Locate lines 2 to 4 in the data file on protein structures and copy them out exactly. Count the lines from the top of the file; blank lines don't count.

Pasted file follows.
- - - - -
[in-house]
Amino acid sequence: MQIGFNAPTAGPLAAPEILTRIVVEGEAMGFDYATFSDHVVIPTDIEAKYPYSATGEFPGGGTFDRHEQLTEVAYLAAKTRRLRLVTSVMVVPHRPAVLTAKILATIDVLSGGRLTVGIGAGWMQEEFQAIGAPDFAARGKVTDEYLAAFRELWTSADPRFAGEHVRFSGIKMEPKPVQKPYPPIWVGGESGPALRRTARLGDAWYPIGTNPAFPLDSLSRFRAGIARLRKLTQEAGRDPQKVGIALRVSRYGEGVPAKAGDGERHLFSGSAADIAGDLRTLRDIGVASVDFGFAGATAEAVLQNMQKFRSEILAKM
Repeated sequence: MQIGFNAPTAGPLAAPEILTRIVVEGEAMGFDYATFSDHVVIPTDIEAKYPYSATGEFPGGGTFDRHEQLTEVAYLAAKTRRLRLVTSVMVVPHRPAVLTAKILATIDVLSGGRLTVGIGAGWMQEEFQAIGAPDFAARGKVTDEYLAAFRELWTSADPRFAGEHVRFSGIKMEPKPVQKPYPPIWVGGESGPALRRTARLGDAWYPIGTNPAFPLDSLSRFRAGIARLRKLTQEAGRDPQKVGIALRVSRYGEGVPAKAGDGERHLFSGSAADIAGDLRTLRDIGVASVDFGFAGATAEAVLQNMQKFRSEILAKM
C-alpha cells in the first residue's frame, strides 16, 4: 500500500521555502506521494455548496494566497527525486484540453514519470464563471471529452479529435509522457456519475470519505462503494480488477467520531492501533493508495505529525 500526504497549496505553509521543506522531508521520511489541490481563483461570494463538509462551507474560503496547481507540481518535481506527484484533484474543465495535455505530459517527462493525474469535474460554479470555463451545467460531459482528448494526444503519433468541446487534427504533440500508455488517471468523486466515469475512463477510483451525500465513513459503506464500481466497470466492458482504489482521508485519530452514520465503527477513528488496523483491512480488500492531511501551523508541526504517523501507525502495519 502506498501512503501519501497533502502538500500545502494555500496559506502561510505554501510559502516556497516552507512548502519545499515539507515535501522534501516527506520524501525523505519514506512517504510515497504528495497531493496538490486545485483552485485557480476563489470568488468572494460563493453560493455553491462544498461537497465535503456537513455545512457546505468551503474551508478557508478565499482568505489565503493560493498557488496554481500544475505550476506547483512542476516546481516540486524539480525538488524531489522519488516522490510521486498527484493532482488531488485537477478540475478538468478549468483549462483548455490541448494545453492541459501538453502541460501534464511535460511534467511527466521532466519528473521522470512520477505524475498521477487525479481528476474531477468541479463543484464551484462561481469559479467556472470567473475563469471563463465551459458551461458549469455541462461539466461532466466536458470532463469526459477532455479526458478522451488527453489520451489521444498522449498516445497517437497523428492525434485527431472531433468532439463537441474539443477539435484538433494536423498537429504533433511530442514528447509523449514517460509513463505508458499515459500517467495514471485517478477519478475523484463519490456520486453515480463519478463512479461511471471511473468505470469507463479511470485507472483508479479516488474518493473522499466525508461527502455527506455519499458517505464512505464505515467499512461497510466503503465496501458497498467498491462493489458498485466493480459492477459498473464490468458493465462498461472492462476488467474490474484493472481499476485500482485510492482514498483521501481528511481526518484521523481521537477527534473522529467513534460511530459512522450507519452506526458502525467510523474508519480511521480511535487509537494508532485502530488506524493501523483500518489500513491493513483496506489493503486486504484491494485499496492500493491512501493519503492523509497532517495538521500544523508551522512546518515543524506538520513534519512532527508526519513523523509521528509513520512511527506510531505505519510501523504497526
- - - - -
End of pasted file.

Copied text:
Amino acid sequence: MQIGFNAPTAGPLAAPEILTRIVVEGEAMGFDYATFSDHVVIPTDIEAKYPYSATGEFPGGGTFDRHEQLTEVAYLAAKTRRLRLVTSVMVVPHRPAVLTAKILATIDVLSGGRLTVGIGAGWMQEEFQAIGAPDFAARGKVTDEYLAAFRELWTSADPRFAGEHVRFSGIKMEPKPVQKPYPPIWVGGESGPALRRTARLGDAWYPIGTNPAFPLDSLSRFRAGIARLRKLTQEAGRDPQKVGIALRVSRYGEGVPAKAGDGERHLFSGSAADIAGDLRTLRDIGVASVDFGFAGATAEAVLQNMQKFRSEILAKM
Repeated sequence: MQIGFNAPTAGPLAAPEILTRIVVEGEAMGFDYATFSDHVVIPTDIEAKYPYSATGEFPGGGTFDRHEQLTEVAYLAAKTRRLRLVTSVMVVPHRPAVLTAKILATIDVLSGGRLTVGIGAGWMQEEFQAIGAPDFAARGKVTDEYLAAFRELWTSADPRFAGEHVRFSGIKMEPKPVQKPYPPIWVGGESGPALRRTARLGDAWYPIGTNPAFPLDSLSRFRAGIARLRKLTQEAGRDPQKVGIALRVSRYGEGVPAKAGDGERHLFSGSAADIAGDLRTLRDIGVASVDFGFAGATAEAVLQNMQKFRSEILAKM
C-alpha cells in the first residue's frame, strides 16, 4: 500500500521555502506521494455548496494566497527525486484540453514519470464563471471529452479529435509522457456519475470519505462503494480488477467520531492501533493508495505529525 500526504497549496505553509521543506522531508521520511489541490481563483461570494463538509462551507474560503496547481507540481518535481506527484484533484474543465495535455505530459517527462493525474469535474460554479470555463451545467460531459482528448494526444503519433468541446487534427504533440500508455488517471468523486466515469475512463477510483451525500465513513459503506464500481466497470466492458482504489482521508485519530452514520465503527477513528488496523483491512480488500492531511501551523508541526504517523501507525502495519 502506498501512503501519501497533502502538500500545502494555500496559506502561510505554501510559502516556497516552507512548502519545499515539507515535501522534501516527506520524501525523505519514506512517504510515497504528495497531493496538490486545485483552485485557480476563489470568488468572494460563493453560493455553491462544498461537497465535503456537513455545512457546505468551503474551508478557508478565499482568505489565503493560493498557488496554481500544475505550476506547483512542476516546481516540486524539480525538488524531489522519488516522490510521486498527484493532482488531488485537477478540475478538468478549468483549462483548455490541448494545453492541459501538453502541460501534464511535460511534467511527466521532466519528473521522470512520477505524475498521477487525479481528476474531477468541479463543484464551484462561481469559479467556472470567473475563469471563463465551459458551461458549469455541462461539466461532466466536458470532463469526459477532455479526458478522451488527453489520451489521444498522449498516445497517437497523428492525434485527431472531433468532439463537441474539443477539435484538433494536423498537429504533433511530442514528447509523449514517460509513463505508458499515459500517467495514471485517478477519478475523484463519490456520486453515480463519478463512479461511471471511473468505470469507463479511470485507472483508479479516488474518493473522499466525508461527502455527506455519499458517505464512505464505515467499512461497510466503503465496501458497498467498491462493489458498485466493480459492477459498473464490468458493465462498461472492462476488467474490474484493472481499476485500482485510492482514498483521501481528511481526518484521523481521537477527534473522529467513534460511530459512522450507519452506526458502525467510523474508519480511521480511535487509537494508532485502530488506524493501523483500518489500513491493513483496506489493503486486504484491494485499496492500493491512501493519503492523509497532517495538521500544523508551522512546518515543524506538520513534519512532527508526519513523523509521528509513520512511527506510531505505519510501523504497526